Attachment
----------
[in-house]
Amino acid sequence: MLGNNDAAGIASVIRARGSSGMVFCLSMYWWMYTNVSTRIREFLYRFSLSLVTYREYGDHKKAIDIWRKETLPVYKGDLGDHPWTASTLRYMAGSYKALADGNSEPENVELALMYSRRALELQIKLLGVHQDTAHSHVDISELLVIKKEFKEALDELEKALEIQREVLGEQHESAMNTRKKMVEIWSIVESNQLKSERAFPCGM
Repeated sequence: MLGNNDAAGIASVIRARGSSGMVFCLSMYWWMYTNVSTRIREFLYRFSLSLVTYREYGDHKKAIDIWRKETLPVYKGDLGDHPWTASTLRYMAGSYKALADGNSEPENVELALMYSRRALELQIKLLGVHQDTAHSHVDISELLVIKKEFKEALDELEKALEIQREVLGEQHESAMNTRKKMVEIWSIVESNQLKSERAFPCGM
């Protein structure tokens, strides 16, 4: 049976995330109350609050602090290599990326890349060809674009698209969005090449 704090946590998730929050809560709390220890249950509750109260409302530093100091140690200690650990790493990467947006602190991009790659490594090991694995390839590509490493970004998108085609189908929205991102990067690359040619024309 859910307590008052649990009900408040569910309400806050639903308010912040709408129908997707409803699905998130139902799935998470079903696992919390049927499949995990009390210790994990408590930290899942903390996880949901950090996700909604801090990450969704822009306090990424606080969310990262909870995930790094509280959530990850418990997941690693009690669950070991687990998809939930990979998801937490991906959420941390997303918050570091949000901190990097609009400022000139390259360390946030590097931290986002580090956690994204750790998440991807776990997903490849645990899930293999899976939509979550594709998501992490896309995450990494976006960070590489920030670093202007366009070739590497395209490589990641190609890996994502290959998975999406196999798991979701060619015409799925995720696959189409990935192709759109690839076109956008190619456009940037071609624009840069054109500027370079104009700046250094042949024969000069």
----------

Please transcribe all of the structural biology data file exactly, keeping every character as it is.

[in-house]
Amino acid sequence: MLGNNDAAGIASVIRARGSSGMVFCLSMYWWMYTNVSTRIREFLYRFSLSLVTYREYGDHKKAIDIWRKETLPVYKGDLGDHPWTASTLRYMAGSYKALADGNSEPENVELALMYSRRALELQIKLLGVHQDTAHSHVDISELLVIKKEFKEALDELEKALEIQREVLGEQHESAMNTRKKMVEIWSIVESNQLKSERAFPCGM
Repeated sequence: MLGNNDAAGIASVIRARGSSGMVFCLSMYWWMYTNVSTRIREFLYRFSLSLVTYREYGDHKKAIDIWRKETLPVYKGDLGDHPWTASTLRYMAGSYKALADGNSEPENVELALMYSRRALELQIKLLGVHQDTAHSHVDISELLVIKKEFKEALDELEKALEIQREVLGEQHESAMNTRKKMVEIWSIVESNQLKSERAFPCGM
């Protein structure tokens, strides 16, 4: 049976995330109350609050602090290599990326890349060809674009698209969005090449 704090946590998730929050809560709390220890249950509750109260409302530093100091140690200690650990790493990467947006602190991009790659490594090991694995390839590509490493970004998108085609189908929205991102990067690359040619024309 859910307590008052649990009900408040569910309400806050639903308010912040709408129908997707409803699905998130139902799935998470079903696992919390049927499949995990009390210790994990408590930290899942903390996880949901950090996700909604801090990450969704822009306090990424606080969310990262909870995930790094509280959530990850418990997941690693009690669950070991687990998809939930990979998801937490991906959420941390997303918050570091949000901190990097609009400022000139390259360390946030590097931290986002580090956690994204750790998440991807776990997903490849645990899930293999899976939509979550594709998501992490896309995450990494976006960070590489920030670093202007366009070739590497395209490589990641190609890996994502290959998975999406196999798991979701060619015409799925995720696959189409990935192709759109690839076109956008190619456009940037071609624009840069054109500027370079104009700046250094042949024969000069």